So what is the reason for that big decline in posties?
Royal Mail - it’s a private company now. It’s profit driven rather than service driven. So if they can't get you to deliver twice as much as you used to... then they get rid of a bloke. That’s what it boils down to.
What can you tell me about the removal of bicycles from Royal Mail delivery?
This was all part of making Royal Mail more streamlined for privatisation. The idea was that the nature of the mail was changing with internet shopping with parcels and bulky packets being delivered by the Royal Mail. The way they addressed that was to replace the bikes with so called high capacity trollies. Most postmen and women liked working with bikes, that was one of the attractions of the job. What really annoyed postmen was when Royal Mail said the reason was for health and safety. I never had any health and safety issues on my bike. Also, Postmen weren’t allowed to maintain their own bicycles because they hadn’t been trained. It had to be sent back to a special person in a special place. Even people like myself who knew about bikes weren’t allowed to - which also annoyed us because when you are on a van duty as a driver, you had to do all the vehicle checks. I hadn’t been trained for that either but I was expected to do it. So when Royal Mail came along and said ‘oh, we want to replace the bikes with trollies’ - I think a lot of us took it personally. 'Cause it was a nice way of working.
What are the main advantages of bicycles for doing the job?
If you realised you’ve missed out a house - it’s just been missorted. You could cycle back down the road and deliver it no problem. If you’ve got to walk back, you tend not to bother. So they’re not gonna get that letter 'til the next day. It doesn’t happen very often but if you can just nip up the road quickly on a bike, no problem.
What happened to all the bicycles?
Years ago they used to send old bikes to small villages in Africa so the children could ride a postman’s bike and get their water. That stopped suddenly and we don’t know why. And we’re thinking well they’re getting rid of hundred and thousands of postman bikes, why can’t they send them to Africa? But it wasn’t happening. In fact they were going around with bolt cutters - on the day. And they would cut the chains on the bikes so that they couldn’t be used - until such time that they could pick them up and take them away and discard them. A so called green organisation. The perfect opportunity to make use of the bikes even you don’t want use to. And that just seemed an unnecessary, destructive waste of resources.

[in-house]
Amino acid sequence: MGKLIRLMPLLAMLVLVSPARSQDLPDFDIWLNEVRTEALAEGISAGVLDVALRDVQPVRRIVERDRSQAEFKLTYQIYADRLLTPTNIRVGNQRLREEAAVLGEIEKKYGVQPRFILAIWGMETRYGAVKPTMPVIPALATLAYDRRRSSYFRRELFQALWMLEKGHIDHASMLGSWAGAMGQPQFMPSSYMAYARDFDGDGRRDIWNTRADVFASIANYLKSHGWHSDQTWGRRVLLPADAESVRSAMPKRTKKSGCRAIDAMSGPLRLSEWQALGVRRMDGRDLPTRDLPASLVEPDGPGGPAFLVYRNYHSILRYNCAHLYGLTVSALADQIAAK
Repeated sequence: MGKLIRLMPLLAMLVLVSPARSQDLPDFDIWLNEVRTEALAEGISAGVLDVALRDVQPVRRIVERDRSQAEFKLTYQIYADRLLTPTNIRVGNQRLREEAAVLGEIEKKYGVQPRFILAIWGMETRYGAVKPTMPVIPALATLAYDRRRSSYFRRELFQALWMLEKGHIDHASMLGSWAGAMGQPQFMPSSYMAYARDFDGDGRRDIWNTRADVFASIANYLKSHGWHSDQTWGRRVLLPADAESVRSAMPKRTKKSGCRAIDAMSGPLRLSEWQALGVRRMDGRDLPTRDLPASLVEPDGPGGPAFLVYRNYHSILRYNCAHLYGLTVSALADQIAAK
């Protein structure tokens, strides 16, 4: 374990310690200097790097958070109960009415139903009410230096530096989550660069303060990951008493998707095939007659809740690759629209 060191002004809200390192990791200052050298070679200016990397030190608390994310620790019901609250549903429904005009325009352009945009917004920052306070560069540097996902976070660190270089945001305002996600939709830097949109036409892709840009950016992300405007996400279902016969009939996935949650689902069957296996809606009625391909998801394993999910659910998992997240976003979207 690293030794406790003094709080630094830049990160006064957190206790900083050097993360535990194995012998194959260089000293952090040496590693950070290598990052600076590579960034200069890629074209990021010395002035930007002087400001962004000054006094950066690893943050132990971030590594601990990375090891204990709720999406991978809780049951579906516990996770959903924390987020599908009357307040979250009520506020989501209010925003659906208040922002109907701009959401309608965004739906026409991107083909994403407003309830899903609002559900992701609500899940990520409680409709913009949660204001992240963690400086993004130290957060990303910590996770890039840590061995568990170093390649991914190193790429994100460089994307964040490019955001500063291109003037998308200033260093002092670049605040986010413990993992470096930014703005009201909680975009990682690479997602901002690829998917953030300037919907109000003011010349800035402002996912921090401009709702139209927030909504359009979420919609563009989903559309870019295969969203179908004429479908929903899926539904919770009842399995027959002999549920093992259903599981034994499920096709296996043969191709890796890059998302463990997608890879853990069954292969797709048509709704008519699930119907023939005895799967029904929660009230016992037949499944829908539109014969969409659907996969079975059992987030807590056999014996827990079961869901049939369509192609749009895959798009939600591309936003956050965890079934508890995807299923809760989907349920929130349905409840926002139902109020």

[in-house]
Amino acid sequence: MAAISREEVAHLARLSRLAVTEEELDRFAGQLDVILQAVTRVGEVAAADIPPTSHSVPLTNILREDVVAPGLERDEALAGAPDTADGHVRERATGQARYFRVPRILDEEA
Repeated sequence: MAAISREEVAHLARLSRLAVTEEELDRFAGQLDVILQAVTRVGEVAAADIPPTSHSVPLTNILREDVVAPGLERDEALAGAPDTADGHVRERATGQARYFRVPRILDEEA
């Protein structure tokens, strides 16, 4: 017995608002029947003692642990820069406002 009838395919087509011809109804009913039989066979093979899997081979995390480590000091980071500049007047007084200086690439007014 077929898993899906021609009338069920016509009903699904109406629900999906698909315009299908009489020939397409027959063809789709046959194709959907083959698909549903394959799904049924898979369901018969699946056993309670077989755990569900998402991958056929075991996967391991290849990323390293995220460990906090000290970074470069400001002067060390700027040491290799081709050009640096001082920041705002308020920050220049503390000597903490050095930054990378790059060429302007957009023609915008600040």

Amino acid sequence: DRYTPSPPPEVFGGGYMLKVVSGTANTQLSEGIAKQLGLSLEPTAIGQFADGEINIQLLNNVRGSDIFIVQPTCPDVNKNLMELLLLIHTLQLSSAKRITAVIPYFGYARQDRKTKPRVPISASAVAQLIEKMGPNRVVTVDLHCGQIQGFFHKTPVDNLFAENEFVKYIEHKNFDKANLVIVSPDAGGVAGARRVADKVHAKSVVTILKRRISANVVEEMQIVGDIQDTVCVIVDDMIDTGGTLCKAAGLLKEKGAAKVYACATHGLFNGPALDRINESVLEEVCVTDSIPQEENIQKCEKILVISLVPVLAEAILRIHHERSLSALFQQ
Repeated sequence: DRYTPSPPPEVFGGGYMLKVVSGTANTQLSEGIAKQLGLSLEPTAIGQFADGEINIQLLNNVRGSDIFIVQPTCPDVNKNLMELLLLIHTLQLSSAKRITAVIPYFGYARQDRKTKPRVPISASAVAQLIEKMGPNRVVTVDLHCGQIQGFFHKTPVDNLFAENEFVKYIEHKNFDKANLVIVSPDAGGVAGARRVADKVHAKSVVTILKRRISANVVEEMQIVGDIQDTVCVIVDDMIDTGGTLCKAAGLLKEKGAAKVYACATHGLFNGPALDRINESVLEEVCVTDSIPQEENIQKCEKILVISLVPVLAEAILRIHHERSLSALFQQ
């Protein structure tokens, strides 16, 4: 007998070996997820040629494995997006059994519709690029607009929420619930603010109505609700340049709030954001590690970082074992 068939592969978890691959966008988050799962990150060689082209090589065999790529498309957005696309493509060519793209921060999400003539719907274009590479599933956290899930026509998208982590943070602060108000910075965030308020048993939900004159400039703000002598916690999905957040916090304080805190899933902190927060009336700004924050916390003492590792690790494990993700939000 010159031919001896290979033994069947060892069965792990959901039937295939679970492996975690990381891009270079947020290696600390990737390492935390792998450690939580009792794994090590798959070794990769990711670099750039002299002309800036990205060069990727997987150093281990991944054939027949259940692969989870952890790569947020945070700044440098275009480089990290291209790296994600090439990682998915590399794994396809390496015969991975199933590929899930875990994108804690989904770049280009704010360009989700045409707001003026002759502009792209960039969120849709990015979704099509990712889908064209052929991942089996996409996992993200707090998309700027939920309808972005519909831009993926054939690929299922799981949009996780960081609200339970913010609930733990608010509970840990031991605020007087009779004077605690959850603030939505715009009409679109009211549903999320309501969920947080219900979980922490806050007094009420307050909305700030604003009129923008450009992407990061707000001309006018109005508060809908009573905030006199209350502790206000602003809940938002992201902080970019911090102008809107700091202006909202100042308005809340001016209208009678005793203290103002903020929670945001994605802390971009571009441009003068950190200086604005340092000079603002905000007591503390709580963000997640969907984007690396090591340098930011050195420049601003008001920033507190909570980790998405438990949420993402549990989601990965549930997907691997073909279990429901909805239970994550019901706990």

Did you like the bikes themselves?
I wouldn’t have wanted to ride London to Brighton on one. But they were sturdy enough. Only three speeds. Quite heavy. But they had to be sturdy to carry the weight. They were all made by Pashley and it’s a good make. I think TNT when they started delivery they used the same model with their own logo on, also made by Pashley at the time.
Is there a future for cycling in the Royal Mail? Or is it done now do you think?
I think it’s all gone now. It’s five or six years since the last cycle duty in Chessington and beyond. I don’t think they’ll go back. People aren’t suddenly going to start sending out more letters and less parcels and packets now.